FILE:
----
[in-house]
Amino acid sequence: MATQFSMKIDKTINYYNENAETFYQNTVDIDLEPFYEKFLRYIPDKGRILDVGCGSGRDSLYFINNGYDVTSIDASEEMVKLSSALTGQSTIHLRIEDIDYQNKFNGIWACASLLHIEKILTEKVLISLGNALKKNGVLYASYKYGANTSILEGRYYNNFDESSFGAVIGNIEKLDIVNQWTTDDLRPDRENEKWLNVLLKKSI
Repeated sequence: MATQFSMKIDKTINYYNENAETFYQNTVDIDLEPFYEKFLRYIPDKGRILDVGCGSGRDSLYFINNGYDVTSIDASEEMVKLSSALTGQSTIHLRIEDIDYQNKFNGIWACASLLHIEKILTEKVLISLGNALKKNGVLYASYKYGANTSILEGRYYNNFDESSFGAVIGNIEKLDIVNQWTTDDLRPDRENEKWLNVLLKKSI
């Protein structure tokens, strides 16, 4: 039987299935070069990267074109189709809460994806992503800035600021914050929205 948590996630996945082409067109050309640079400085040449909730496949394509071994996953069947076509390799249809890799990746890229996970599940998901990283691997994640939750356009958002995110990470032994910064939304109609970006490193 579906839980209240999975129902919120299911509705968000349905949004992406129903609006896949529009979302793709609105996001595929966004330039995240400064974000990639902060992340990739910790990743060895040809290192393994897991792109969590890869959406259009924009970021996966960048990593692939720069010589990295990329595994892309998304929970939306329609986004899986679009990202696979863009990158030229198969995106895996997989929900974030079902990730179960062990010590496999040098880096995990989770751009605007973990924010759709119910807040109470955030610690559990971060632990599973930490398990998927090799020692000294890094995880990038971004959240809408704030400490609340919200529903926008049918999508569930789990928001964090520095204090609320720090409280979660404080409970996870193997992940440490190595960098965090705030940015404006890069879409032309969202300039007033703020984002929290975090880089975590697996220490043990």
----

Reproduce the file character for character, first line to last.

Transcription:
[in-house]
Amino acid sequence: MATQFSMKIDKTINYYNENAETFYQNTVDIDLEPFYEKFLRYIPDKGRILDVGCGSGRDSLYFINNGYDVTSIDASEEMVKLSSALTGQSTIHLRIEDIDYQNKFNGIWACASLLHIEKILTEKVLISLGNALKKNGVLYASYKYGANTSILEGRYYNNFDESSFGAVIGNIEKLDIVNQWTTDDLRPDRENEKWLNVLLKKSI
Repeated sequence: MATQFSMKIDKTINYYNENAETFYQNTVDIDLEPFYEKFLRYIPDKGRILDVGCGSGRDSLYFINNGYDVTSIDASEEMVKLSSALTGQSTIHLRIEDIDYQNKFNGIWACASLLHIEKILTEKVLISLGNALKKNGVLYASYKYGANTSILEGRYYNNFDESSFGAVIGNIEKLDIVNQWTTDDLRPDRENEKWLNVLLKKSI
């Protein structure tokens, strides 16, 4: 039987299935070069990267074109189709809460994806992503800035600021914050929205 948590996630996945082409067109050309640079400085040449909730496949394509071994996953069947076509390799249809890799990746890229996970599940998901990283691997994640939750356009958002995110990470032994910064939304109609970006490193 579906839980209240999975129902919120299911509705968000349905949004992406129903609006896949529009979302793709609105996001595929966004330039995240400064974000990639902060992340990739910790990743060895040809290192393994897991792109969590890869959406259009924009970021996966960048990593692939720069010589990295990329595994892309998304929970939306329609986004899986679009990202696979863009990158030229198969995106895996997989929900974030079902990730179960062990010590496999040098880096995990989770751009605007973990924010759709119910807040109470955030610690559990971060632990599973930490398990998927090799020692000294890094995880990038971004959240809408704030400490609340919200529903926008049918999508569930789990928001964090520095204090609320720090409280979660404080409970996870193997992940440490190595960098965090705030940015404006890069879409032309969202300039007033703020984002929290975090880089975590697996220490043990």